Crossing International Borders With Children: Be Prepared

If you’re planning on crossing any international borders with children this coming summer—even for short trips to the U.S.—get your documentation lined up. It’s not as simple as it used to be—and that’s a good thing. Child abductions by parents, relatives, or in some cases strangers are growing exponentially, and border agents worldwide are demanding solid proof that adults travelling with children (usually 18 or under) have permission to do so from at least one of the parents (or legal guardians), preferably both.

How vigilant are the border agents?

On my own last two trips from the U.S. to Canada with my wife and two grandkids (then 9 and 12), I was asked for letters of parental permission even though the kids have my name and their own passports and seemed more than happy to be where they were.

Fortunately, I had such a letter, clearly notarized and relatively simple to read. And the rest—except for baggage retrieval at Pearson International—was a piece of cake.

Without such planning, crossing international borders can be a nightmare, and you could be stuck on the wrong side of the border until you can come up with acceptable proof. It happens more than you think.

 

What do you need to do?

First, understand that Canada has no legal requirement that you carry such documentation, nor does it specify which kind of documents you need. Each country has its own rules, which are usually entrenched in the judgment of the border agent you first confront at your destination. They are the people who will look you in the eye and decide whether they believe you.

The key document you need is a letter signed by a parent (preferably both parents—more about this later) that outlines the name, birth place, and date of birth of the child or children travelling with you, their travel destination, dates of travel and return, home address, and proof of their citizenship and home details.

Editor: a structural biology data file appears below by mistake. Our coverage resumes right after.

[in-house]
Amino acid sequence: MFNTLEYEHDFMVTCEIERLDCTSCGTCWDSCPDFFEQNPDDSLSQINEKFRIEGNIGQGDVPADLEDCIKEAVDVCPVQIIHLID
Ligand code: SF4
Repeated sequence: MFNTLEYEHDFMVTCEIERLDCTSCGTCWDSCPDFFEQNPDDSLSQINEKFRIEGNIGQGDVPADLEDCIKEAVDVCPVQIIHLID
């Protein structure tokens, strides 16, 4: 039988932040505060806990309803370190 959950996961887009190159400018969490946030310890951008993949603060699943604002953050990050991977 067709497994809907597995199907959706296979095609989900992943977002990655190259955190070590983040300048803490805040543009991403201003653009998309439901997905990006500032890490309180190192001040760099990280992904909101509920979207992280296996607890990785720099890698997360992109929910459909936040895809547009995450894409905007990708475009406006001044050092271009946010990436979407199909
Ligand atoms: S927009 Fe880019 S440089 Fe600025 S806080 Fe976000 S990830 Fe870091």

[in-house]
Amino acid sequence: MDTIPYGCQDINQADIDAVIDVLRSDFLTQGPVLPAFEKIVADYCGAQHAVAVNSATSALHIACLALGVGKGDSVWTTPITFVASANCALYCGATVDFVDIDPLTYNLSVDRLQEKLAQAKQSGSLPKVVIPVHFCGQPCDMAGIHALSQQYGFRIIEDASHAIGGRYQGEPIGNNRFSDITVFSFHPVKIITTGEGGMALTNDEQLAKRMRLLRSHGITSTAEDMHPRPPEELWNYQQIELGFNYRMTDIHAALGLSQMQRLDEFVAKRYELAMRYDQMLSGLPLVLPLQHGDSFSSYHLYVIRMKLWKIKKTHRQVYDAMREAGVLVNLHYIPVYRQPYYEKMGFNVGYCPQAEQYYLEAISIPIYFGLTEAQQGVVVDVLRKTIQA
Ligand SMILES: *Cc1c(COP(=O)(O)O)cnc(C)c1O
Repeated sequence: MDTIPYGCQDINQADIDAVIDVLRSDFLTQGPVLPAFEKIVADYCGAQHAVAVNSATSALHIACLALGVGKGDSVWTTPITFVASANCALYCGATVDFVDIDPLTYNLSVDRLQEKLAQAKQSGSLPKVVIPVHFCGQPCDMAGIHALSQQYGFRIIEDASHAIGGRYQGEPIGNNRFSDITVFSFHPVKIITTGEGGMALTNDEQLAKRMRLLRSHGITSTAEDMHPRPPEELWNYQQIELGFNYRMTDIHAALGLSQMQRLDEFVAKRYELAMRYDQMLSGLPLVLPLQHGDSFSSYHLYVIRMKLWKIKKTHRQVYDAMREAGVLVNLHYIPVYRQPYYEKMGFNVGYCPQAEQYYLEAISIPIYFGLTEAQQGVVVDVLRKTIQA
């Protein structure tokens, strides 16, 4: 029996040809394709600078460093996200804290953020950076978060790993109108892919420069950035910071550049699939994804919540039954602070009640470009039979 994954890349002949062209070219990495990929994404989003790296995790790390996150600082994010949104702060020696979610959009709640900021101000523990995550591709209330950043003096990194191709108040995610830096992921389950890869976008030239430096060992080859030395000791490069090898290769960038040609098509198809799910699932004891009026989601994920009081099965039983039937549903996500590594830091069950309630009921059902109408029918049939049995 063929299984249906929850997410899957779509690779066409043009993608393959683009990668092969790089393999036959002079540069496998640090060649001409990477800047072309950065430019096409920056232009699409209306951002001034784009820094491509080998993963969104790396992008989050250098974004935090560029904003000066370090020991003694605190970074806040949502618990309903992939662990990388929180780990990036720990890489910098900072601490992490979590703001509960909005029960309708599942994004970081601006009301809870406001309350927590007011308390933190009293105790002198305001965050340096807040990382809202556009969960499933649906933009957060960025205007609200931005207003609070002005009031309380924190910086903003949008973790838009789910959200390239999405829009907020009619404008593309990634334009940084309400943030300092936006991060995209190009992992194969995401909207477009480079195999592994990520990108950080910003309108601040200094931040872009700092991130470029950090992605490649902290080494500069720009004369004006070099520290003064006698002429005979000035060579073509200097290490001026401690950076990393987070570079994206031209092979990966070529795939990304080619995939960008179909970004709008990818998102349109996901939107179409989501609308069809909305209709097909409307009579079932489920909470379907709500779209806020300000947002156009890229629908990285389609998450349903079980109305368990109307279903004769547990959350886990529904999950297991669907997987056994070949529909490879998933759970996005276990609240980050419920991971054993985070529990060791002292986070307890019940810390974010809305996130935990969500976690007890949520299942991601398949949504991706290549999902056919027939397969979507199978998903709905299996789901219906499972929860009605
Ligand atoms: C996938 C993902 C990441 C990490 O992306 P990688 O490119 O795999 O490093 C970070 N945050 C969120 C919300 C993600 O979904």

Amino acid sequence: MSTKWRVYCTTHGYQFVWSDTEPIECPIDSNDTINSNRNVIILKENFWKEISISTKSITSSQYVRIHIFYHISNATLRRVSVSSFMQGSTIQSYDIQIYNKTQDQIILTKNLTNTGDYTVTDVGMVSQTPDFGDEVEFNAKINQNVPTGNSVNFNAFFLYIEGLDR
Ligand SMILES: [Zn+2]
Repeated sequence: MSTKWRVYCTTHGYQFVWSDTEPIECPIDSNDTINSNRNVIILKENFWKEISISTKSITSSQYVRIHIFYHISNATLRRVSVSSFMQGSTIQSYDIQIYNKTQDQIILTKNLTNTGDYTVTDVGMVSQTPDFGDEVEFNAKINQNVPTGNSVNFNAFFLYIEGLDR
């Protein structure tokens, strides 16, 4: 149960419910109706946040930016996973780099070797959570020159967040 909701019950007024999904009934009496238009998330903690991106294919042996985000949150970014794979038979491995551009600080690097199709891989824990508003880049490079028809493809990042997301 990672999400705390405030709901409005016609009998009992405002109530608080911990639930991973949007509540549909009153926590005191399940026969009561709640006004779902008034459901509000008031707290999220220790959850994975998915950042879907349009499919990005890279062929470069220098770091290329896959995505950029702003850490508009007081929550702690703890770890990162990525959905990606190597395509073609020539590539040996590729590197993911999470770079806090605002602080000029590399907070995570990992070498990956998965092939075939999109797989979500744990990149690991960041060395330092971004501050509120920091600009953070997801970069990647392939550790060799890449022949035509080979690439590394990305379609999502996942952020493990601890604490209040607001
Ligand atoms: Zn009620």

Although the Government of Canada doesn’t necessarily require kids to have their own passports, they do think it advisable, and I consider it essential. One never knows, these days, what can happen on any given trip, and there is no better proof of a child’s citizenship than a passport in their name—and the protection that passport, the property of the Canadian government, affords.

In addition, the parent (or parents) must provide their own contacts—home, phone, email, cell phone, etc. and acknowledgement that the lead traveller (grandparent, relative, or group organizer, if several unrelated kids are travelling together) have the parents’ permission to be in charge of their kids.

 

What about separated or divorced parents?

Since child abduction is so often committed by estranged parents, it’s best if both parents authorize their children’s travel, even if they are separated or divorced or if only one of them has custodial authority. They may not want to talk to each other, but it’s not that difficult for each to sign the authorization(s) and have their signatures notarized.

Similarly, if the lead traveller is one of the parents, they should have the other parent sign (and notarize) his or her permission for the trip—even if the lead traveller has custodial rights and the non-travelling parent is left behind. This is not the time to stick it to the loser—it’s the kids who matter.

Although you are not legally required to carry such authorization, the Government of Canada nonetheless provides sample letters you can access and fill out online here. Or, if you prefer, you can draft your own letter, using the government sample as a guide, so long as you have all of the information required to identify the children travelling with you, who you are, and that both parents have given you permission for the trip.

One addendum is becoming increasingly important, given the mobility of so many young people: provide a similar letter for your own children (18 or under) if they will be traveling on their own. Many border agents are now on the lookout for teenagers travelling abroad on their own. And that, too, is a good thing.

 

Planning a family trip? Make sure travel insurance is on your list.

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